Monday, May 05, 2008

Lots of Poop

I just finished Farm Sanctuary - website
You have to read this book - It is very interesting. I try to learn something every day and this
Animal agriculture plays the leading role in methane emissions, according to the United Nations report. It is responsible for 35-40% of all methane generated by human activity. Animal agriculture produces more than 100,000,000 tons of methane a year, and the figure is rising. As global demand for meat increases, so does the supply. From 1950-2002, world meat production went from 44,000,000 to 242,000,000 tons a year. Not only is the higher population driving the demand, people are consuming more meat individually. In the past 50 years alone, per capita consumption of meat has increased from 17 to 39 kilograms per person. As countries such as China and India adopt a more Western diet, demand for meat is rising rapidly, driving predictions that global meat consumption will double again by 2020.
To compare which animal foods are the worst offenders, Eschel and Martin estimated that 56% of all non-C[O.sub.2] greenhouse gas emissions come from beef, 29% from dairy, and 15% from pork. This includes enteric fermentation, manure management, and nitrous oxide manure management. Most of the methane that is produced in animal agriculture comes from the digestive process of livestock, and most of that does not originate from the rear end of the animal, as one might expect, but rather from the front end during the benign act of exhalation. The amount of methane emanating from one cow may seem negligible, but when you consider that a single cow can exhale 634 quarts of methane per day and then multiply that by the 1,300,000,000 cows that are in the world today, it is not hard to see why this matter should be taken seriously.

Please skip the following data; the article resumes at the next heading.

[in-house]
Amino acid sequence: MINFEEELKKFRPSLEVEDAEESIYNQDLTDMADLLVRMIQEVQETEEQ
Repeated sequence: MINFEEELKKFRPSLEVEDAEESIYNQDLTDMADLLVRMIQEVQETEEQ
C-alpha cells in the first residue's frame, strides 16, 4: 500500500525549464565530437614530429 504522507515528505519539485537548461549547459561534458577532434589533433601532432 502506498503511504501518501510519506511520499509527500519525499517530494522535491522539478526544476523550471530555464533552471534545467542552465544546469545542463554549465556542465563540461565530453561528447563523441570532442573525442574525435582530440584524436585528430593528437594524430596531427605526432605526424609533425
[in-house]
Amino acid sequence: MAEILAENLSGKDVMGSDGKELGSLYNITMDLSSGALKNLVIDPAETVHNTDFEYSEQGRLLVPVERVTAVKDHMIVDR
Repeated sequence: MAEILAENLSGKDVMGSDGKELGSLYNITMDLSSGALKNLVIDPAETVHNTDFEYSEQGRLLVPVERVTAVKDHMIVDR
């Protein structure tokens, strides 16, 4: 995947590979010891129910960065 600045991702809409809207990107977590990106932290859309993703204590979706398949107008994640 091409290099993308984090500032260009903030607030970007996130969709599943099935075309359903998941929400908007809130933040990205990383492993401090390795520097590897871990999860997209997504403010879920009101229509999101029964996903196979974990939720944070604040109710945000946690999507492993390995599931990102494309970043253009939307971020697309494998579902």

Cess-pits of animal waste
The initial production of methane that comes from digestion (85%) is followed by an additional emission (15%) from massive "lagoons," a euphemism for cess-pits of untreated farm animal waste. To get a sense of exactly how much waste we are talking about, consider that farm animals produce 500,000,000 tons of manure annually. That is three times more raw waste than is made by U.S. citizens, according to USDA figures. Waste disposal becomes problematic when the manure in the lagoons leaches into ground and surface water or spills directly into lakes, streams, and rivers. In fact, the Environmental Protection Agency estimates that chicken, hog, and cattle excrement has polluted 35,000 miles of rivers in 22 states and contaminated groundwater in 17 states.


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